And political psychology research shows that feelings of lost control make people more likely to want to identify with powerful groups in order to protect themselves. An us-vs-them worldview is divisive but simple – join “us” to be safe from “them.”
That can be a potent tool for politicians who traffic in us-vs-them populism, as shown by the frequency with which the idea of “taking back control” over immigration and borders comes up in political sloganeering. But to wield it, they need another element: salience.
When something is salient, in political science terms, it means that people are paying attention to it. The more salient an issue is to a particular person, the more likely the person is to vote or make other decisions based on it. So if us-vs-them populists want to harness panic over uncontrolled borders, they first need to draw the public’s attention to the issue for long enough to get them worried about it.
Sometimes that comes easily. When over 900,000 refugees from Syria and other Middle Eastern countries arrived in Europe in 2015, the scale of the crisis naturally drew headlines, and far-right parties like the AfD in Germany gained votes by promising to regain control over borders.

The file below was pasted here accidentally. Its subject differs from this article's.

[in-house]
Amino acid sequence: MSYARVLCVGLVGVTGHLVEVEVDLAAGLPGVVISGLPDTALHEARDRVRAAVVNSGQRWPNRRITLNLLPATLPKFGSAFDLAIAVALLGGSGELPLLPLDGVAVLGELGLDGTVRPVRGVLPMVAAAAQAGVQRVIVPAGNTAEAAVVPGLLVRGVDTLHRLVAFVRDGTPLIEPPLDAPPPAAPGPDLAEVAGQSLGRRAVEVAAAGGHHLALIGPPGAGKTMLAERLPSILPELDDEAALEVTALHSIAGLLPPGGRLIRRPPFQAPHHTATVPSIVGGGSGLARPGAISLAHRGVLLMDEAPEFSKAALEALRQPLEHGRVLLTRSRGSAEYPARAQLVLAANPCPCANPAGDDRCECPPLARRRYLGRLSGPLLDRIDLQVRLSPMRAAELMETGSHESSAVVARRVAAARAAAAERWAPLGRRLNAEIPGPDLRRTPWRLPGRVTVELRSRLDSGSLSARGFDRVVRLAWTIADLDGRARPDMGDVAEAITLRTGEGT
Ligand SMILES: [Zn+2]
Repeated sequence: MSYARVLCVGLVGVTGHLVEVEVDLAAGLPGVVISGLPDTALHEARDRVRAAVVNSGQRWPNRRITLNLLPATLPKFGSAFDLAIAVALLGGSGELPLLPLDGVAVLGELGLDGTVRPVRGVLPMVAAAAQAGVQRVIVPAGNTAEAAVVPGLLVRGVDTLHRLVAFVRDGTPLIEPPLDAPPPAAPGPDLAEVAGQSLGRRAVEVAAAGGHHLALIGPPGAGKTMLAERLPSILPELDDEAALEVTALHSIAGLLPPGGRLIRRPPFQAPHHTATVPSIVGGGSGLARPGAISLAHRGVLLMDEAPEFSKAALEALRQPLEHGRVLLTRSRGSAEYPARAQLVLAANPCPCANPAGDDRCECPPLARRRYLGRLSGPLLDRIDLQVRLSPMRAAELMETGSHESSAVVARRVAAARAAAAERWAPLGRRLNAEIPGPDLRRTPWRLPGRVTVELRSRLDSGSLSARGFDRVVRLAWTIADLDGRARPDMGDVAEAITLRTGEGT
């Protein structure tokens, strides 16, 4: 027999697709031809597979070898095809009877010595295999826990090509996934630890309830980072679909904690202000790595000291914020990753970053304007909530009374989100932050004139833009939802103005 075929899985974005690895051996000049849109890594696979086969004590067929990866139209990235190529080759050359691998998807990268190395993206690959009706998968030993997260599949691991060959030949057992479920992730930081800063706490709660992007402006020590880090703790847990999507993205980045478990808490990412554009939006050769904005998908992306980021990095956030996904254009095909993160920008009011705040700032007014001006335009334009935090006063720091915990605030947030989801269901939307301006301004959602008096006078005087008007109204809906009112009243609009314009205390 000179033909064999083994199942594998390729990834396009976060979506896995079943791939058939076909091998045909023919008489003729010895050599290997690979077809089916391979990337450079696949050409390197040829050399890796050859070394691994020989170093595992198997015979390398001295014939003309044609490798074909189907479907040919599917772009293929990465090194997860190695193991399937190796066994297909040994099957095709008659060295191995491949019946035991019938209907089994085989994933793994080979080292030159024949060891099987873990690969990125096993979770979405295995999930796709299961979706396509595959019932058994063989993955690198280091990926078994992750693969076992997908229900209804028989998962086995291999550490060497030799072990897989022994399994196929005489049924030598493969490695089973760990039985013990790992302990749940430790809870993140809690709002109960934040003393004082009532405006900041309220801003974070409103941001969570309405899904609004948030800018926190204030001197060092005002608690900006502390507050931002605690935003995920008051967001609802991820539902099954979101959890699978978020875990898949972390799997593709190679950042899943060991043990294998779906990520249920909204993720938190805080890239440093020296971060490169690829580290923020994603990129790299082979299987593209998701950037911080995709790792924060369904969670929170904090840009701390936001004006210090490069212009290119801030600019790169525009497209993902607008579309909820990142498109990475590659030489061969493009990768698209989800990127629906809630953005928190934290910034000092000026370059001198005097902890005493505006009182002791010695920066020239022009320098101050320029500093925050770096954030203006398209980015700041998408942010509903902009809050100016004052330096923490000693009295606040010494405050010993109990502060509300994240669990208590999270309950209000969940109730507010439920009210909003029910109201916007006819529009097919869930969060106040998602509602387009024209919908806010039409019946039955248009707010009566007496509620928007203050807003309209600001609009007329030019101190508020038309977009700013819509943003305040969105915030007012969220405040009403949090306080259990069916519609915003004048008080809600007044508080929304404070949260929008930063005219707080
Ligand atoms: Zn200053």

But sometimes politicians’ own actions can increase salience. “Politicians can seize on moments of opportunity that are not of crisis proportions to stock fear, and fear is a very powerful tool for politicians in mobilizing their domestic constituencies,” Stephanie R. Schwartz, a University of Southern California political scientist who studies the politics of forced migration, told me.
Consider the Tampa Affair. In August 2001, a Norwegian freighter called the Tampa rescued 433 asylum seekers, many of them women and young children, from a disintegrating boat in the Indian Ocean. Running low on supplies because the boat was intended to support only a crew of 27, the Tampa’s captain sought to bring those rescued to Christmas Island, a remote Australian territory. Had the government agreed, the matter would probably have been a minor news story at most – part of an ongoing but relatively low-key debate about migrants arriving by boat.
But instead, Prime Minister John Howard dispatched special forces to board the boat and forcibly prevent it from entering Australian waters. The move was controversial, but the ensuing debate and media coverage allowed Howard to claim that Australia’s borders were dangerously uncontrolled.
“We decide who comes into this country and the circumstances in which they come,” Howard said in defense of his decision to prevent the refugees from landing. A few weeks later, the Sept. 11 attacks heightened many Australians’ sense of outside threat. It hardly mattered that only a few thousand people in total arrived by boat that year, making up less than one percent of the total net migration to Australia in 2001.